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the help of Mr. Benzecry, Mr. Cohen kept up during many months a constant correspondence with this Association.
During the whole of this time the kinsmen of the deceased Moor, and some of the Moorish authorities apparently in collusion with them, did their utmost to extort hush-money, and by every species of evasion and subtlety to weary the patience and vigilance of Amar's defenders. It was feared by all who were acquainted with the misrule in Morocco that if Amar should fail the victim of this prosecution, other respectable Jews would also be assailed by false accusations. The Association had therefore an additional motive for the vigorous defence of Amar.
Representations were made by Baron Henry de Worms, M.P., the President of the Association, to the Marquis de Casa Laiglesia, Spanish Minister in London, and at the same time the co-operation of the Alliance was secured. Messrs. de Rothschild, with their usual unostentatious sympathy, gave their aid in bringing the case to the direct knowledge of the Spanish Government at Madrid. Several other Foreign Governments were likewise made acquainted with the impending trial of Amar. An appeal at the same time made by the President of the Association to Sir John Drummond Hay elicited a reassuring reply. Thanks due to Sir John were accordingly conveyed to him on the part of the Association.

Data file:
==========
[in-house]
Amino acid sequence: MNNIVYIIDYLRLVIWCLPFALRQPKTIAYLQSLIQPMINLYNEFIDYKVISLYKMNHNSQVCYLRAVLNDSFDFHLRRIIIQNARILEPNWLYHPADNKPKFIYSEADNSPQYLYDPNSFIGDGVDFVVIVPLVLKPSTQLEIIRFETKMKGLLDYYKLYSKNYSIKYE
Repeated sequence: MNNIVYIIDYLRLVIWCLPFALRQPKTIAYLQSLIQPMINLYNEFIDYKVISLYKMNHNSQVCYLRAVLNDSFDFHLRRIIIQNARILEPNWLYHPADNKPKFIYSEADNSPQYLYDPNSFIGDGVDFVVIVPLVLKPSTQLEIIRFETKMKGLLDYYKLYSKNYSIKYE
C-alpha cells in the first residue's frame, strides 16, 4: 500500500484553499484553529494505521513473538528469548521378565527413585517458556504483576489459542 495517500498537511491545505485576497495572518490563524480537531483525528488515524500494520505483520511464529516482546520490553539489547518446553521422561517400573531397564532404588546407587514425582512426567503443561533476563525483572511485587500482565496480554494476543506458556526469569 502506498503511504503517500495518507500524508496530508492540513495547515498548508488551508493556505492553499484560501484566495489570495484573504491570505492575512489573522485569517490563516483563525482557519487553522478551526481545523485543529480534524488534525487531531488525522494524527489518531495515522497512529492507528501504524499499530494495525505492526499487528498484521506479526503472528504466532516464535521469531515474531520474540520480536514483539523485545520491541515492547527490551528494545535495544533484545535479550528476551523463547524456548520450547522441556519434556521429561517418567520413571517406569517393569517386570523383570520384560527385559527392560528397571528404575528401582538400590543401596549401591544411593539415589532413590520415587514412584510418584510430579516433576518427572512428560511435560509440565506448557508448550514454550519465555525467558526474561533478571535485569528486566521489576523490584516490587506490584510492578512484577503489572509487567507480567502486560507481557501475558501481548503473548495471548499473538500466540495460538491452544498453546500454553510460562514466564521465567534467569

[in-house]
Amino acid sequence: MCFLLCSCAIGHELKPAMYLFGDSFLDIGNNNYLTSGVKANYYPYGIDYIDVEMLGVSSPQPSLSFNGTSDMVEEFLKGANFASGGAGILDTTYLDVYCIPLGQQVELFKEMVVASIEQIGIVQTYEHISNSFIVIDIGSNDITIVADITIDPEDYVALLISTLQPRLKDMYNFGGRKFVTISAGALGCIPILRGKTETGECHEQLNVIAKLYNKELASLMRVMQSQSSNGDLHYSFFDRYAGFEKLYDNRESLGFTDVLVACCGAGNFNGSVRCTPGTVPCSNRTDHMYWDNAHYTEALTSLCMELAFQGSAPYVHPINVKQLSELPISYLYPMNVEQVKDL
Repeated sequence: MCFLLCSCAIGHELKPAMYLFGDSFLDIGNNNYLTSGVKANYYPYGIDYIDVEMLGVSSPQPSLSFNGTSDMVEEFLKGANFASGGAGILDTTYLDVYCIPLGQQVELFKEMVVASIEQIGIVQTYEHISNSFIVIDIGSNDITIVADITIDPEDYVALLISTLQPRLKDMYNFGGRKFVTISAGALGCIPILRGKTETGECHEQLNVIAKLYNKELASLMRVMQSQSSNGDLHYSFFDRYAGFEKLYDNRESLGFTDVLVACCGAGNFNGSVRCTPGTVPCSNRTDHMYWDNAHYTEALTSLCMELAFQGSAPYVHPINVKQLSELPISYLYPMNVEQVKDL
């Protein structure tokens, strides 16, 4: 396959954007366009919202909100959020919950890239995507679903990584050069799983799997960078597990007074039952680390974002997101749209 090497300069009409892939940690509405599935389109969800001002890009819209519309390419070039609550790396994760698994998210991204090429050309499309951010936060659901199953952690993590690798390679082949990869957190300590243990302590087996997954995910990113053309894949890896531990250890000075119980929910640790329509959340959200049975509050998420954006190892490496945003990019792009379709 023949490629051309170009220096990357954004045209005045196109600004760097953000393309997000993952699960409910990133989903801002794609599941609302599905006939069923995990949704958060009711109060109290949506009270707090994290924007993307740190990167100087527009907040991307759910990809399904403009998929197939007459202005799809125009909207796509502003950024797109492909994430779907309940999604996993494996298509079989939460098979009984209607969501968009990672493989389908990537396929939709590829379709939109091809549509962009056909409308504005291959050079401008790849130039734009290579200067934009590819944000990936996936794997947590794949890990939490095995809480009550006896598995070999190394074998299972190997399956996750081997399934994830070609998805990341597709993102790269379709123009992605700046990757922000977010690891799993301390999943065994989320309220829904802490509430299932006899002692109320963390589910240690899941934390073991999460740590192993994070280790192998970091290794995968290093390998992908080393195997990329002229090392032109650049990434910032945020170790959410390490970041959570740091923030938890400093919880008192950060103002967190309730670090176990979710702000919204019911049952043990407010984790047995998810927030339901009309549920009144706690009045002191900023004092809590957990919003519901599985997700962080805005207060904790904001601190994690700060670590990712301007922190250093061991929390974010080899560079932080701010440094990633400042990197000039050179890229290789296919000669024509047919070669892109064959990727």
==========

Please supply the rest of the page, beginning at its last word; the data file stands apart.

On the 19th of February a telegram was received from the Gibraltar Branch announcing the unconditional release of Amar by order of the Moorish
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